Prefecture building in Chaumont
Prefecture building in Chaumont
Flag of Haute-Marne
Coat of arms of Haute-Marne
Location of Haute-Marne in France
Location of Haute-Marne in France
Coordinates: 48°05′N 05°15′E / 48.083°N 5.250°E / 48.083; 5.250
RegionGrand Est
 • President of the Departmental CouncilNicolas Lacroix[1] (LR)
 • Total6,211 km2 (2,398 sq mi)
 • Total171,042
 • Rank94th
 • Density28/km2 (71/sq mi)
Time zoneUTC+1 (CET)
 • Summer (DST)UTC+2 (CEST)
Department number52
^1 French Land Register data, which exclude estuaries and lakes, ponds and glaciers larger than 1 km2.

Haute-Marne (French pronunciation: [ot maʁn] ; English: Upper Marne) is a department in the Grand Est region of Northeastern France. Named after the river Marne, its prefecture is Chaumont. In 2019, it had a population of 172,512.[3]


Haute-Marne is one of the original 83 departments created during the French Revolution on March 4, 1790. It was created from parts of the former provinces of Champagne, Burgundy, Lorraine and Franche-Comté.[4]

In March 1814 the departmental prefecture, Chaumont, was the unwitting witness to the end of the First Empire. On 1 March, Prussia, Russia, the United Kingdom and Austria signed an accord forbidding any individual peace deal with Napoleon I, and to fight until his final defeat.

During World War II, Haute-Marne was partitioned under German occupation. The canal which runs from the Marne to the Saône served as a border, dividing the department into east and west. The east was a "reserved zone", intended for the creation of a new German (Ripuarian) state, whereas to the west would be the traditional "occupied zone". Haute-Marne was finally liberated by the Allies, in the form of the division of General Leclerc, between August and September 1944.


Haute-Marne is part of the region of Grand Est and is surrounded by the departments of Meuse, Vosges, Haute-Saône, Côte-d'Or, Aube, and Marne.

The highest mountain is Haut-du-Sac, in the Langres Plateau, in the southwest of the department, which rises to a height of 516 m (1,693 feet). The lowest points at 117m are found on the plains of Perthois and Der.[4]

The department is named after the river Marne, whose source is near Langres. This river covers 120 kilometres within the department. The department is to the east of the Parisian basin, and is characterised by a concentric sequence of cliff faces of varying geological origin, oriented northeast–southwest.

Principal towns

The most populous commune is Saint-Dizier; the prefecture Chaumont is the second-most populous. As of 2019, there are 5 communes with more than 3,000 inhabitants:[3]

Commune Population (2019)
Saint-Dizier 22,928
Chaumont 21,847
Langres 7,668
Nogent 3,591
Joinville 3,015


Population development since 1801:

Historical population
YearPop.±% p.a.
YearPop.±% p.a.
Graphs are unavailable due to technical issues. There is more info on Phabricator and on MediaWiki.org.


The Haute-Marne department is not a famous department but this peaceful territory has numerous interesting places to visit. Indeed, the department was one of the most powerful in French history thanks to metallurgy economy and was a land of confrontations along history.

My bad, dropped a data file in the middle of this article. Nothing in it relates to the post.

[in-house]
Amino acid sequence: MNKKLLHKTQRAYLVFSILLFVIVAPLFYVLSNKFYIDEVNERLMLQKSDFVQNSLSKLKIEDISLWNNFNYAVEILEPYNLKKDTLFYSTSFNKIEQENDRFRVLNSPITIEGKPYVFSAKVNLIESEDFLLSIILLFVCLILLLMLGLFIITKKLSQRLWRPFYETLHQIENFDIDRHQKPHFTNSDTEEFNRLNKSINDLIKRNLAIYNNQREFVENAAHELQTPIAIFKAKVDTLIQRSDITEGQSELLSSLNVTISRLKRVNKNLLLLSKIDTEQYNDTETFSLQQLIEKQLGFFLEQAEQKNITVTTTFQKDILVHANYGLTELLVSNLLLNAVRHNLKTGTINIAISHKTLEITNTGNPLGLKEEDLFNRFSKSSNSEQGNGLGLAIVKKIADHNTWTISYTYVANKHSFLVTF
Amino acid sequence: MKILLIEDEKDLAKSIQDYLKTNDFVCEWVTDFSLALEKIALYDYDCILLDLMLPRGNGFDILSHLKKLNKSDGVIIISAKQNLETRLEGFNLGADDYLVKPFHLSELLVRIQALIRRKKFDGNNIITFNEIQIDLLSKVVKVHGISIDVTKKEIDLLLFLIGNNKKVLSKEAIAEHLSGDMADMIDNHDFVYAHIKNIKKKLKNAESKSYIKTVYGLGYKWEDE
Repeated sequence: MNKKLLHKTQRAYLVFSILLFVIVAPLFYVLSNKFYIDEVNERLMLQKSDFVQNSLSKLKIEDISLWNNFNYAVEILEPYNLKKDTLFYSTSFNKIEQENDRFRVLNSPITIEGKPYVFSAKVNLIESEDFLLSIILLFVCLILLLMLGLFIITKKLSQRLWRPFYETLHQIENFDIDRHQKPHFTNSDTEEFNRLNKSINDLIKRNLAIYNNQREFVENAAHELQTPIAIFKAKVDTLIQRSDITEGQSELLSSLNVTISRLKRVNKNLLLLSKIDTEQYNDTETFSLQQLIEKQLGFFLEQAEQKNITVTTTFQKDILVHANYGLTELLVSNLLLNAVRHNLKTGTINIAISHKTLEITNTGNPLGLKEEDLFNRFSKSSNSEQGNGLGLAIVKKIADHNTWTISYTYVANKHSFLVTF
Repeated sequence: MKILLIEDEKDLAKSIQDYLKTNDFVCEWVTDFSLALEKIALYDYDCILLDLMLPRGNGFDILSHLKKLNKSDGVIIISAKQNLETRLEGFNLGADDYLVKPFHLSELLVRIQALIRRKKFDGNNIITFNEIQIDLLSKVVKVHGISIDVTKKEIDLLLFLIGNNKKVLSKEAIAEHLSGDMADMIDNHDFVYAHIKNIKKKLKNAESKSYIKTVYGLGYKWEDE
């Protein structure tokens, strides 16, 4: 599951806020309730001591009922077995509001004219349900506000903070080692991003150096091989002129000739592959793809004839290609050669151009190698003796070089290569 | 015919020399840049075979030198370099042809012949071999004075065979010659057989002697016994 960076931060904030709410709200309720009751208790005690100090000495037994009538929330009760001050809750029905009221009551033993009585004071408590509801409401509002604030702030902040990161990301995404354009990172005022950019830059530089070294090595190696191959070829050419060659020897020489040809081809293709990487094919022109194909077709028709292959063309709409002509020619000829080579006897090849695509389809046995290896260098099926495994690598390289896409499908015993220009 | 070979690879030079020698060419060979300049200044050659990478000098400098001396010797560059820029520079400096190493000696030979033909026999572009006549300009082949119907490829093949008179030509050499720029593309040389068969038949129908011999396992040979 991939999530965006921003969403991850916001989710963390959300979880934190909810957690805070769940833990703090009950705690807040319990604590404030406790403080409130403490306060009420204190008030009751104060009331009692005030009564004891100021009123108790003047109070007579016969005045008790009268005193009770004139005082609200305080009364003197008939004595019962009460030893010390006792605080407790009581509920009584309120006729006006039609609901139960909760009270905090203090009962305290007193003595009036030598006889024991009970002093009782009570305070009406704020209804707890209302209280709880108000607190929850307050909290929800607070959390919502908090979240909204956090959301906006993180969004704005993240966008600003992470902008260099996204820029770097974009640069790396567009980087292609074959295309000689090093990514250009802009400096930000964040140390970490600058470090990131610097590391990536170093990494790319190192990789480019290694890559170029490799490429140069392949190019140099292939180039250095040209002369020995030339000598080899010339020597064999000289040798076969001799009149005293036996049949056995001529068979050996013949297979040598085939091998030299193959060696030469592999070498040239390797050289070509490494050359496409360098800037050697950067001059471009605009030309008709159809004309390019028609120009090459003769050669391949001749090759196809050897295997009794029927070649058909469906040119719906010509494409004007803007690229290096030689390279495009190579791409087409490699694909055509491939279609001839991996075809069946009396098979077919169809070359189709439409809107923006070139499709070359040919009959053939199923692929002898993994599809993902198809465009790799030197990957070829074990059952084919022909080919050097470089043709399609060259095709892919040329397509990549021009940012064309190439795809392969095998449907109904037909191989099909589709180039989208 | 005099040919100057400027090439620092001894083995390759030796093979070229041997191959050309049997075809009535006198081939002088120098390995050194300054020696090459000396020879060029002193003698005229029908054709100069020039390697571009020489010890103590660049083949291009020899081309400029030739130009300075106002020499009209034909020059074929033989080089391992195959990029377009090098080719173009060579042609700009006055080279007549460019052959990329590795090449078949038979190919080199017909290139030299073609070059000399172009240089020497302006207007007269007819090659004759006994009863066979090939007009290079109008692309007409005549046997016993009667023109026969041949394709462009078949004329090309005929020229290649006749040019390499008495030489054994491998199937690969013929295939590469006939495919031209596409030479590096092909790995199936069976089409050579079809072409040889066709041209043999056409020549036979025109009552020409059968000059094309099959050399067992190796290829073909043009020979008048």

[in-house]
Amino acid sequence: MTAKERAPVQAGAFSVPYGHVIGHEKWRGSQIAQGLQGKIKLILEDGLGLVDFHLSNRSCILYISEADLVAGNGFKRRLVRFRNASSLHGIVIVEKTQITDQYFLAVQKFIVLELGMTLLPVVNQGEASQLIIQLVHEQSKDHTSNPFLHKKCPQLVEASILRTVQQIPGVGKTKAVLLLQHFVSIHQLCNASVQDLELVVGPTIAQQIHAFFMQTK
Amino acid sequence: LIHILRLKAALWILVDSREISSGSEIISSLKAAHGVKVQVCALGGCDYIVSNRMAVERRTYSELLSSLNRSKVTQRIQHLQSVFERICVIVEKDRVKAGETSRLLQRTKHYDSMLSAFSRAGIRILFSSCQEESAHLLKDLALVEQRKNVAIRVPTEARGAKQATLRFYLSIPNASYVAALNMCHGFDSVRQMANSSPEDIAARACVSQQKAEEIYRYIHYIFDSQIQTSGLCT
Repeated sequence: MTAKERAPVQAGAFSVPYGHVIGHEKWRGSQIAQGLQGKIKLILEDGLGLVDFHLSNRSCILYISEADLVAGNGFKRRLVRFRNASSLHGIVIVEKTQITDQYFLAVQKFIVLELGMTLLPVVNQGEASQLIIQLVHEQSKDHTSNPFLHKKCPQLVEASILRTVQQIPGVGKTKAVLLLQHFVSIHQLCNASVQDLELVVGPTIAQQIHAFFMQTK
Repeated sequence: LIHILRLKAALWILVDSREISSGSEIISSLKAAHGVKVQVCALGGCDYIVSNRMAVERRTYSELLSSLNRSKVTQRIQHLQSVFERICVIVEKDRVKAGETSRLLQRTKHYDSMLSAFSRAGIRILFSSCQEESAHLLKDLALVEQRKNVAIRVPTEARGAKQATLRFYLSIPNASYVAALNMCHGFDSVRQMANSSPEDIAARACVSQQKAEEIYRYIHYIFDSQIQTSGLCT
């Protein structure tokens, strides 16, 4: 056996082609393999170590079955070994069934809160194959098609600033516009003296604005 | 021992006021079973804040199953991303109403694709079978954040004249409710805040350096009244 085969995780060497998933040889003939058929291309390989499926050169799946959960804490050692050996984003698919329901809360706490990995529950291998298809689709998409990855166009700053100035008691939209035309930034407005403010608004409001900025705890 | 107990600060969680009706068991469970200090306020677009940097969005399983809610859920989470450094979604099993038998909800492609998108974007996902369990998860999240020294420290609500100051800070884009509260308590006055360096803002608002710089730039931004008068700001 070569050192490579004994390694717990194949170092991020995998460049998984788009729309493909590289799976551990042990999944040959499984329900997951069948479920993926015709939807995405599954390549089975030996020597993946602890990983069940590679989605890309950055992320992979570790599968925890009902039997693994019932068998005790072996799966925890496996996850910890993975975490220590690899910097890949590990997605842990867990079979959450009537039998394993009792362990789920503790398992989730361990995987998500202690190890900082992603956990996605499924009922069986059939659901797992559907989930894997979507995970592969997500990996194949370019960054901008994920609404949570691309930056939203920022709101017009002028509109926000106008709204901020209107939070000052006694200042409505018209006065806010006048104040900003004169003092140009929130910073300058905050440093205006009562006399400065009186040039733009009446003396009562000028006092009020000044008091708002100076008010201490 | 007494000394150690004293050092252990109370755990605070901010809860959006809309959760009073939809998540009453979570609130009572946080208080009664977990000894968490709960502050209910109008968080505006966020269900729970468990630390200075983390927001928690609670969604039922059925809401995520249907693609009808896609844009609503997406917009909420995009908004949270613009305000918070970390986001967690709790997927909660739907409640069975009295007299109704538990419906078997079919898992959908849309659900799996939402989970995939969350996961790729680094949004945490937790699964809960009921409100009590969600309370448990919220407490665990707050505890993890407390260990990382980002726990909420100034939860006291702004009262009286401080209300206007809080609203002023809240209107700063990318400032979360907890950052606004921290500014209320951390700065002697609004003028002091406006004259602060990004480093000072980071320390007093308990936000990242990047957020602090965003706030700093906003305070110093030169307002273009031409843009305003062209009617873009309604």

Thus, among other examples, the French Wars of Religion (from 1562 to 1598) began with the Massacre of Vassy in the north of the Haute-Marne department. Following this event, open military conflicts across France Kingdom began. The Edict of Nantes is the consequence of this period.

The fortified town of Langres, famous for Denis Diderot author of the Encyclopédie, the Renaissance castle of Joinville, the Lake Der-Chantecoq (one of the biggest artificial lake in Europe), the Chateau de Cirey where Voltaire lived for a while with Émilie du Châtelet and the village of Colombey-les-Deux-Églises where Charles De Gaulle lived until his death are all major attractions.

Haute-Marne is also well known for some famous French great men and women as:


Charles de Gaulle was a longtime resident of the department, in Colombey-les-Deux-Églises, and died there on 9 November 1970, at the age of 79.

The president of the Departmental Council is Nicolas Lacroix, elected in 2017.

Presidential elections 2nd round

Election Winning Candidate Party % 2nd Place Candidate Party %
2022 Emmanuel Macron LREM 43.04 Marine Le Pen RN 56.96
2017[7] Emmanuel Macron LREM 50.48 Marine Le Pen FN 49.52
2012 Nicolas Sarkozy UMP 54.43 François Hollande PS 45.57
2007 Nicolas Sarkozy UMP 59.14 Ségolène Royal PS 40.86
2002[7] Jacques Chirac RPR 76.17 Jean-Marie Le Pen FN 23.83
1995[8] Jacques Chirac RPR 52.17 Lionel Jospin PS 47.83

Current National Assembly Representatives

Constituency Member[9] Party
Haute-Marne's 1st constituency Christophe Bentz National Rally
Haute-Marne's 2nd constituency Laurence Robert-Dehault National Rally

See also


  1. ^ "Répertoire national des élus: les conseillers départementaux". data.gouv.fr, Plateforme ouverte des données publiques françaises (in French). 4 May 2022.
  2. ^ "Téléchargement du fichier d'ensemble des populations légales en 2021" (in French). The National Institute of Statistics and Economic Studies. 28 December 2023.
  3. ^ a b Populations légales 2019: 52 Haute-Marne, INSEE
  4. ^ a b Haute-Marne, Hutchinson Unabridged Encyclopedia. Research Machines plc. September 8, 2005. accessed on October 19, 2006.
  5. ^ "Historique de la Haute-Marne". Le SPLAF.
  6. ^ "Évolution et structure de la population en 2016". INSEE.
  7. ^ a b l'Intérieur, Ministère de. "Présidentielles". interieur.gouv.fr.
  8. ^ "Résultats de l'élection présidentielle de 1995 par département - Politiquemania".
  9. ^ Nationale, Assemblée. "Assemblée nationale ~ Les députés, le vote de la loi, le Parlement français". Assemblée nationale.